Backstage with the New York City Ballet

New York City Ballet principal dancer Ashley Bouder touches up her makeup backstage at SPAC Tuesday.
New York City Ballet principal dancer Ashley Bouder touches up her makeup backstage at SPAC Tuesday.

Categories: Entertainment

When you see the New York City Ballet perform at the Saratoga Performing Arts Center, it’s the stunning onstage choreography that captures your attention.

Yet, behind the scenes, ballerinas and stagehands are performing a dance that’s just as intricate.

“The backstage choreography is almost as intense as the onstage choreography,” said the NYCB’s Director of Production Marquerite Mehler.

She’s been with the NYCB for 23 years and has been directing the set-up at SPAC for just as long.

This year the ballet is bringing more than 90 dancers, along with over 1,000 toe shoes, 3 miles of lighting cable, 500 gel sheets and a tractor-trailer or two of costumes. That’s not to mention the backdrop of the set. It’s a lot to work around.

“We all like to watch and support each other,” said principal dancer Ashley Bouder, “But because there is limited space, you have to be aware. And if you are in the way, someone will gently move you.”

The backstage area at SPAC is smaller than their usual backstage space so they have to be even more aware of who is about to come on or off stage, who needs to have their costume changed, etc.

And the backstage is abuzz well before the curtain goes up.

Ballerinas and stagehands start getting ready several hours before the show. Dancers warm up in the rehearsal studio, sometimes running through the choreography both mentally and physically. In nearby studios, they’ve got to style their hair and apply stage makeup, sometimes aided by the company’s hair and makeup professionals. They’ve also got to sew their toe shoes to their leotards.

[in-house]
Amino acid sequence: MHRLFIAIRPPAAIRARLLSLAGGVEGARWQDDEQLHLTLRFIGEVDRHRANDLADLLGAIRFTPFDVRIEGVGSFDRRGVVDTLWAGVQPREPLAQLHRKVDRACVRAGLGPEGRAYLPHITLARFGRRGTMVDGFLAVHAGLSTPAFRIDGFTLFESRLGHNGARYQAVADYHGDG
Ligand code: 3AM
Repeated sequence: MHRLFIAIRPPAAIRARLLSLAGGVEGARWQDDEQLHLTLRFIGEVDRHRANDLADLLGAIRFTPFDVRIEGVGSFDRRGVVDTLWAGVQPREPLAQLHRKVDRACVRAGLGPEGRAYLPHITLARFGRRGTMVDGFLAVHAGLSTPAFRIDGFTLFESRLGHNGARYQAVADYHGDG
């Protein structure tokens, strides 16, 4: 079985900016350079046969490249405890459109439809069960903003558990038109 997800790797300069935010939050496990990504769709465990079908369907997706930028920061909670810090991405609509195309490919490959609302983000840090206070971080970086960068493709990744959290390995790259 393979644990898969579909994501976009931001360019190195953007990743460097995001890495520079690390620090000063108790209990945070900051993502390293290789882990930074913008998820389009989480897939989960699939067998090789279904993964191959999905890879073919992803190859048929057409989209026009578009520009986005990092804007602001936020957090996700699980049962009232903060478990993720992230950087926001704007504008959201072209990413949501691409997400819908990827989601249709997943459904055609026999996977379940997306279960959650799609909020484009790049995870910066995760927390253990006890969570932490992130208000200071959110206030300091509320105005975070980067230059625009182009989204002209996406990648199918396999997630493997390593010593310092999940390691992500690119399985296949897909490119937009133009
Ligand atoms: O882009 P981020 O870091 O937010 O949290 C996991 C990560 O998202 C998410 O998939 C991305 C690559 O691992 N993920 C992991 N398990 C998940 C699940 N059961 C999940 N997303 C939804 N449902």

“I usually plan no more than two hours [to get ready] because I don’t like having too much time to wait around,” said principal dancer Sara Mearns, “I almost want to be late sometimes so I don’t have time to think about it.”

While the ballerinas are all busy in the dressing rooms, there’s plenty of laughter and light chatter, even as dancers get ready to take their places.

“Compared to where I’ve been before, we are very laid back. We are laughing, making jokes and not taking ourselves too seriously before we go on,” Mearns said.

Bouder admitted that when she was just starting out, being backstage before a performance was stressful. But after being in the NYCB for 18 years, the nerves aren’t as bad.

“You feel a little bit of anticipation and [you] go through all the things that could go wrong,” Bouder said, “You try to prepare your mind.”
Yet, they’ve come to expect surprises here and there.

“It’s really hot [backstage]. Sometimes there’s bats and then there’s bugs,” said Teresa Reichlen, a principal dancer. One year, there was a chipmunk that stayed backstage with the company for a week. It became a bit of a celebrity among the ballerinas.

“There’s lots of elements to deal with. That’s what makes it fun,” Mearns said.

For opening night at SPAC, they anticipated a rather streamlined evening backstage, with their all-Balanchine performance, a tried and true classic for the company.

“We’ve been here so long, we know where the standard repertory things go. That’s one of the nice things about returning is that you learn what’s best [in the space],” Mehler said.

However, this year, the backstage choreography is going to get a bit more intricate with their piece “Something To Dance About,” by Warren Carlyle, slated for Saturday. There will be well over 100 costume changes.

“Some of the ladies have 15 seconds to change shoes and costumes. And it’s not just one person changing it’s six or seven [at once],” Bouder said.

The lightning-fast costume changes combined with the tighter space will make it an even more impressive performance to pull off. One that will take some help from the stagehands as well as the principal dancers.

“We don’t know exactly how it’s going to work here yet. Sara and I anticipate helping a lot,” Bouder said.

“We try not to be frantic that just doesn’t help. It’s just everybody working really hard. It’s a lot of planning and detail and changing when [things] needs to change,” Mehler said.


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